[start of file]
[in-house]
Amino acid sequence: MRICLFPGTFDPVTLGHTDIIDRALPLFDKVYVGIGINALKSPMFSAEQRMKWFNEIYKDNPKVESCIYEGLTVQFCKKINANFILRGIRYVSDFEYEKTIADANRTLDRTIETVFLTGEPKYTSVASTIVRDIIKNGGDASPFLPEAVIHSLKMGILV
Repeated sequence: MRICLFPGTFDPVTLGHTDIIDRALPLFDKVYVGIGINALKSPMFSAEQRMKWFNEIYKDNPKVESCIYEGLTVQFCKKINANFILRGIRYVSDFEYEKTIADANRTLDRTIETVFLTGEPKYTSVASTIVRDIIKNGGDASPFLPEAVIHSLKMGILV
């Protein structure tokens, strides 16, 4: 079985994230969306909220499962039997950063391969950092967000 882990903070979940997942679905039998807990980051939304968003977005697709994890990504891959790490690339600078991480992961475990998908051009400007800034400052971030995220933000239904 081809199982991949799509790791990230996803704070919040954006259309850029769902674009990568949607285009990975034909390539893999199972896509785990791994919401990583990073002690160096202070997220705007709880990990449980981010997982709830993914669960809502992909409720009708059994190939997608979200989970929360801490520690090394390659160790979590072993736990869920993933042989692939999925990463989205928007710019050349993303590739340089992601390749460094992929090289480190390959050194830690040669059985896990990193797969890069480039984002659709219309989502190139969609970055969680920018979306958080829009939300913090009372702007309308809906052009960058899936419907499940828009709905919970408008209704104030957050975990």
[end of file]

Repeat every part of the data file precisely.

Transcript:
[in-house]
Amino acid sequence: MRICLFPGTFDPVTLGHTDIIDRALPLFDKVYVGIGINALKSPMFSAEQRMKWFNEIYKDNPKVESCIYEGLTVQFCKKINANFILRGIRYVSDFEYEKTIADANRTLDRTIETVFLTGEPKYTSVASTIVRDIIKNGGDASPFLPEAVIHSLKMGILV
Repeated sequence: MRICLFPGTFDPVTLGHTDIIDRALPLFDKVYVGIGINALKSPMFSAEQRMKWFNEIYKDNPKVESCIYEGLTVQFCKKINANFILRGIRYVSDFEYEKTIADANRTLDRTIETVFLTGEPKYTSVASTIVRDIIKNGGDASPFLPEAVIHSLKMGILV
């Protein structure tokens, strides 16, 4: 079985994230969306909220499962039997950063391969950092967000 882990903070979940997942679905039998807990980051939304968003977005697709994890990504891959790490690339600078991480992961475990998908051009400007800034400052971030995220933000239904 081809199982991949799509790791990230996803704070919040954006259309850029769902674009990568949607285009990975034909390539893999199972896509785990791994919401990583990073002690160096202070997220705007709880990990449980981010997982709830993914669960809502992909409720009708059994190939997608979200989970929360801490520690090394390659160790979590072993736990869920993933042989692939999925990463989205928007710019050349993303590739340089992601390749460094992929090289480190390959050194830690040669059985896990990193797969890069480039984002659709219309989502190139969609970055969680920018979306958080829009939300913090009372702007309308809906052009960058899936419907499940828009709905919970408008209704104030957050975990």